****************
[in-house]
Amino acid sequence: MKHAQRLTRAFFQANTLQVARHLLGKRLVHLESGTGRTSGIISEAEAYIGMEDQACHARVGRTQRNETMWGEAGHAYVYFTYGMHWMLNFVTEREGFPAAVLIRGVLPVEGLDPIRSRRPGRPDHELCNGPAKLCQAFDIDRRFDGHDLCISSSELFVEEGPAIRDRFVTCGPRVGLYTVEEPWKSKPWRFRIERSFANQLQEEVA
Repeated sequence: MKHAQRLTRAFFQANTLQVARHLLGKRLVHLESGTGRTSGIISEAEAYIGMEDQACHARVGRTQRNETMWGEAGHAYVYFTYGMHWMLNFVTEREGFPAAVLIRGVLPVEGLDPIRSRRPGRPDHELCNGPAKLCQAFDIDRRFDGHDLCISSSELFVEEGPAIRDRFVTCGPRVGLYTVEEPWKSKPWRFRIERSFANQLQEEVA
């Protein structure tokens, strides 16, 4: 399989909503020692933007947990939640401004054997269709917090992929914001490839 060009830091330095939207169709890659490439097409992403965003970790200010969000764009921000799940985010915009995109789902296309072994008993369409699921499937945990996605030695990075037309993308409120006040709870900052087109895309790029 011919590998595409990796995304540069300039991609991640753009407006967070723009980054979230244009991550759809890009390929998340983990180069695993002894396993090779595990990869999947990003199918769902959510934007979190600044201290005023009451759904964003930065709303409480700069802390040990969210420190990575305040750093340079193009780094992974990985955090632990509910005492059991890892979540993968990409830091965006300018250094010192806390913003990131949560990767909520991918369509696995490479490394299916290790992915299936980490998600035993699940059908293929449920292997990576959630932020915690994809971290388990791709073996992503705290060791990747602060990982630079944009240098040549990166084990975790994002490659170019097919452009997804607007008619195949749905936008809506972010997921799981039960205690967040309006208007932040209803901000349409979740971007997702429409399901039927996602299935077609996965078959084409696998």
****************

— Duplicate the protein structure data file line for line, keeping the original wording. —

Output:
[in-house]
Amino acid sequence: MKHAQRLTRAFFQANTLQVARHLLGKRLVHLESGTGRTSGIISEAEAYIGMEDQACHARVGRTQRNETMWGEAGHAYVYFTYGMHWMLNFVTEREGFPAAVLIRGVLPVEGLDPIRSRRPGRPDHELCNGPAKLCQAFDIDRRFDGHDLCISSSELFVEEGPAIRDRFVTCGPRVGLYTVEEPWKSKPWRFRIERSFANQLQEEVA
Repeated sequence: MKHAQRLTRAFFQANTLQVARHLLGKRLVHLESGTGRTSGIISEAEAYIGMEDQACHARVGRTQRNETMWGEAGHAYVYFTYGMHWMLNFVTEREGFPAAVLIRGVLPVEGLDPIRSRRPGRPDHELCNGPAKLCQAFDIDRRFDGHDLCISSSELFVEEGPAIRDRFVTCGPRVGLYTVEEPWKSKPWRFRIERSFANQLQEEVA
């Protein structure tokens, strides 16, 4: 399989909503020692933007947990939640401004054997269709917090992929914001490839 060009830091330095939207169709890659490439097409992403965003970790200010969000764009921000799940985010915009995109789902296309072994008993369409699921499937945990996605030695990075037309993308409120006040709870900052087109895309790029 011919590998595409990796995304540069300039991609991640753009407006967070723009980054979230244009991550759809890009390929998340983990180069695993002894396993090779595990990869999947990003199918769902959510934007979190600044201290005023009451759904964003930065709303409480700069802390040990969210420190990575305040750093340079193009780094992974990985955090632990509910005492059991890892979540993968990409830091965006300018250094010192806390913003990131949560990767909520991918369509696995490479490394299916290790992915299936980490998600035993699940059908293929449920292997990576959630932020915690994809971290388990791709073996992503705290060791990747602060990982630079944009240098040549990166084990975790994002490659170019097919452009997804607007008619195949749905936008809506972010997921799981039960205690967040309006208007932040209803901000349409979740971007997702429409399901039927996602299935077609996965078959084409696998």